“I’m sure for some people it was too much to take, because when violence is presented in this unflinching way, it becomes unpleasant, and some people are more sensitive to it,” the actor tells BBC News.
“So I’m sure some of them left because of that. But I can tell you that, I was there at the Venice premiere, and I saw quite a few of people coming back – so possibly they just didn’t have three-hour bladders.”
In The Painted Bird’s opening sequence, the young boy’s pet ferret is taken and burned alive in front of him. Later, he is forced to drink alcohol and thrown into an open cesspit. At one point he is buried in the ground up to his neck and left to be pecked by crows.
Some other scenes are too graphic to be described in print. It is a disturbing watch in places and certainly not for the faint hearted.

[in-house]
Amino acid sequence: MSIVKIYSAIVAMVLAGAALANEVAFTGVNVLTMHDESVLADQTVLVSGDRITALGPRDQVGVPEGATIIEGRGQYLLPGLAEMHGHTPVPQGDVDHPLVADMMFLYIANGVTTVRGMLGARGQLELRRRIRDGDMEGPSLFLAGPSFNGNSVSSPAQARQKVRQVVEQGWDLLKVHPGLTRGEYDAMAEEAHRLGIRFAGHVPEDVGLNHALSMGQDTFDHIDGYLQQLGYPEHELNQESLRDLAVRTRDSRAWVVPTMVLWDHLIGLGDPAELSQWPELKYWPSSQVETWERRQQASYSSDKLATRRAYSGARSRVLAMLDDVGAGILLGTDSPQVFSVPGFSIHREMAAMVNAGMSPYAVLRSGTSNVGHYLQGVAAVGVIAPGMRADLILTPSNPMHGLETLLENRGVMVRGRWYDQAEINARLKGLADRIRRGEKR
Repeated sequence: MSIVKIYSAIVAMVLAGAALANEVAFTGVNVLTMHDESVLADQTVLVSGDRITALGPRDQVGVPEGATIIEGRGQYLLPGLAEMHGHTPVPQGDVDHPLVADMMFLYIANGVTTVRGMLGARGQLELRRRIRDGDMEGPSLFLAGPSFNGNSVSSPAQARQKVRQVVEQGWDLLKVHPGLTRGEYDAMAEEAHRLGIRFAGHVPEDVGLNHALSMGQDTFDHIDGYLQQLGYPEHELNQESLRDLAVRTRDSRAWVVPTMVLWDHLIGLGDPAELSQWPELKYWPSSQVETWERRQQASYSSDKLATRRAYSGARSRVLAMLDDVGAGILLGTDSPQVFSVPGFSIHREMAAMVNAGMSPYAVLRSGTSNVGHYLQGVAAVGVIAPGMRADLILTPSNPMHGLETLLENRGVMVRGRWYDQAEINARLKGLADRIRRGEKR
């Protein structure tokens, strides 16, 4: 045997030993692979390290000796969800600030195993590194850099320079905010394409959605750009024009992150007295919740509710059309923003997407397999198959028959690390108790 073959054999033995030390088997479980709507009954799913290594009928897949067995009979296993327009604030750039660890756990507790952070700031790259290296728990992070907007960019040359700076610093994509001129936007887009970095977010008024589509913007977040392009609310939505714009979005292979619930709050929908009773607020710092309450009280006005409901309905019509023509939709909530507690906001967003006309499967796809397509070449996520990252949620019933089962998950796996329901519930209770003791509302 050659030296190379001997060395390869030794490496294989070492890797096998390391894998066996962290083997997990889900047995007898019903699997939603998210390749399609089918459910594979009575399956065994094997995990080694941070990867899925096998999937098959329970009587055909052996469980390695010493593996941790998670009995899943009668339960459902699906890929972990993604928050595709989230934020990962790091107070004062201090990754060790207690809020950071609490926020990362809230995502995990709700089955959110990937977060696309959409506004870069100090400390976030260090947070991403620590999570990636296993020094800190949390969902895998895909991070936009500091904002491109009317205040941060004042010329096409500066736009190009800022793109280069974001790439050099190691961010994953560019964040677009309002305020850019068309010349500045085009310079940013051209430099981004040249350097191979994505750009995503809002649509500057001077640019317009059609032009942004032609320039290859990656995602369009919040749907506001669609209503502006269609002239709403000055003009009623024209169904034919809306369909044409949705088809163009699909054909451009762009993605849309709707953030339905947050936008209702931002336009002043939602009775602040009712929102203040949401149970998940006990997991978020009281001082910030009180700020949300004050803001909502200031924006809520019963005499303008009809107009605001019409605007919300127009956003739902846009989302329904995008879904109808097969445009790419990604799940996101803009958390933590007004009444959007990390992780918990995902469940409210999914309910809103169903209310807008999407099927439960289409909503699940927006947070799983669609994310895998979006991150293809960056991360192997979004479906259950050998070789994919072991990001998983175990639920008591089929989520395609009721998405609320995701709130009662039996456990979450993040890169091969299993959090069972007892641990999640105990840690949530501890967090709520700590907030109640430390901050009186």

Kotlar, who is now 13, was not exposed to the most harrowing moments of the film. Many scenes of the movie are shot from his point of view, which means he did not have to be present on set while they were being filmed.
Skarsgård notes that violence is hardly an unusual ingredient in Hollywood, but it’s usually depicted in a more sanitised way.
“There’s much less violence [in The Painted Bird] than in any Marvel film – the difference is that when there is violence, it is taken seriously,” says the actor, who himself has appeared in the Marvel franchise.
“Violence is not pleasant and should not be pleasant. So you can criticise the film for not showing pleasant or sexy or sweet enough violence, but this is depicting violence as something brutal, which it is to the people exposed to it.